After treatment of the primary tumor, some cancer stem cells may remain in the body metastasize and cause the recurrence of cancer in a more aggressive and resistant to forms of treatment. Researchers from the University of Illinois have developed a molecular probe that looks for these cells and highlights them. Because of this cell can be identified, to monitor and study not only in cell cultures but also in the home environment - a living organism.
In an article published in «ACS Central Science» magazine, scientists have described the effectiveness of the probe in the identification of cancer stem cells in the cultures of multiple human cell lines and in the body of living mice.
While other commercial agents are able to mark cancer stem cells, their use is limited. Some of them can not distinguish between live and dead cells, while others are associated with faulty goals. The most popular antibodies that are looking for markers on the cell surface, do not always reach small areas where the cancer stem cells tend to hide. All these agents are designed for use in cell cultures or tumor artificial environments, but not in a complex living organism.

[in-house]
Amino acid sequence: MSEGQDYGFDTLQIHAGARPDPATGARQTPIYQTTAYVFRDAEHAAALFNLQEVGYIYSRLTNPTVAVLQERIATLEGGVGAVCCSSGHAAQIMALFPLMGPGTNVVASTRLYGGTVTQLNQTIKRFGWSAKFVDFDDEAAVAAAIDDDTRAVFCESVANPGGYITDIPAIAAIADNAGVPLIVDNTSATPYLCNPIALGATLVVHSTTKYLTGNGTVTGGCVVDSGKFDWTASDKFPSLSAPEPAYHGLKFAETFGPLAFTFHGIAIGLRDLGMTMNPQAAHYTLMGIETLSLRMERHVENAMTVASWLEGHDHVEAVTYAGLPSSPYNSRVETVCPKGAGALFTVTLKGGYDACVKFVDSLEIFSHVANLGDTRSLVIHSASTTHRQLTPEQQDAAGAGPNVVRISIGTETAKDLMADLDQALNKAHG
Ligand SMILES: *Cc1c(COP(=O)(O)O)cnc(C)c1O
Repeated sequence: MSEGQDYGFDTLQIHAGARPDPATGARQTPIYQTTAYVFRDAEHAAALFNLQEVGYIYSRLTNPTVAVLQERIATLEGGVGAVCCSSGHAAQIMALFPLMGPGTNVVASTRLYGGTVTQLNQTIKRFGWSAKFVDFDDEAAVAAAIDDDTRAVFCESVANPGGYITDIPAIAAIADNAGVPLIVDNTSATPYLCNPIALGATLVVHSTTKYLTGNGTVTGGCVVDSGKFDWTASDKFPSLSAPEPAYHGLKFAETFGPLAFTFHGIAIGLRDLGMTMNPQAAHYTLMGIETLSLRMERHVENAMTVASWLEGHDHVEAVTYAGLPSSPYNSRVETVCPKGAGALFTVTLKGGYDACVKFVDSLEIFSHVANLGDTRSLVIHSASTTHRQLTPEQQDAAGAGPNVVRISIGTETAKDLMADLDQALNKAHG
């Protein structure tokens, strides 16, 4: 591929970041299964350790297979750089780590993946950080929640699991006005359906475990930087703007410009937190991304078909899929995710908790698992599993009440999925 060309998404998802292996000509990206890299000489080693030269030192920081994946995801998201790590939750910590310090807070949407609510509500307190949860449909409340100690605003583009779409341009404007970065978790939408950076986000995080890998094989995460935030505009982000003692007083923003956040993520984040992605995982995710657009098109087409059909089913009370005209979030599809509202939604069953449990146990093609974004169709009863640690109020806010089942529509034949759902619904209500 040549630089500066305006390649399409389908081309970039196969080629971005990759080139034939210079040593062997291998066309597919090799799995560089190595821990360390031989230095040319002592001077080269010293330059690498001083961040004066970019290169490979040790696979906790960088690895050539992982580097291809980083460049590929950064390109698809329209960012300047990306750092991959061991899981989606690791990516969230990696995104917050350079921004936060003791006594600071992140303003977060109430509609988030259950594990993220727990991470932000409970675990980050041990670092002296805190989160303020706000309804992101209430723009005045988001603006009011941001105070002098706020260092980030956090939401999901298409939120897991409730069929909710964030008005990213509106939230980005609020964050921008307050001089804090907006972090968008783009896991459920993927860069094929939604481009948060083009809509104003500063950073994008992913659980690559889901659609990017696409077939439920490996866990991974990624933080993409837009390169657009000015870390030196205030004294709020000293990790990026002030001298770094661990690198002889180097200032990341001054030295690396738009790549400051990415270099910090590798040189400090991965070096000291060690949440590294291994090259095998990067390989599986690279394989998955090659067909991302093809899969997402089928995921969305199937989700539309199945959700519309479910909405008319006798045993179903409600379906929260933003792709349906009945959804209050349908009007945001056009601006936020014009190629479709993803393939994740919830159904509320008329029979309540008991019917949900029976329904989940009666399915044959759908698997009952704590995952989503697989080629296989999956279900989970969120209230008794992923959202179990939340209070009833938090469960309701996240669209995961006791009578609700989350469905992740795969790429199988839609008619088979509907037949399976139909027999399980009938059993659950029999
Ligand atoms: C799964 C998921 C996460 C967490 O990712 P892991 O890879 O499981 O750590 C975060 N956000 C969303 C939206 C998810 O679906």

New probe, AlDeSense, in contrast, is a small molecule, which finds enzymes associated with stemness phenomenon in cancer cells. It is activated only when entering into a reaction with the enzyme, which is produced by cancer stem cells in large quantities.
In a series of experiments, the researchers found that the enzyme appears to be a marker of stemminess in many types of cancer. This means that AlDeSense can be widely used in clinical imaging.
The researchers demonstrated that AlDeSense compatible with two major cellular techniques - flow cytometry and confocal imaging. They also used a probe to identify cancer stem cells in tissues taken from mice as a result of the biopsy, and in live mice with metastatic tumors.
AlDeSense allows you to see how cancer stem cells differentiate and grow. The study shows that the properties of stem retained even after the cancer metastasizes. That is, some features of the environment support cancer stem cells. Now, with the help of AlDeSense, scientists can be profiled this Wednesday.
In the future, the researchers plan to investigate whether using a probe to predict survival in dogs with lymphoma. They are also going to develop a probe with other functions, such as the selective destruction of cancer stem cells.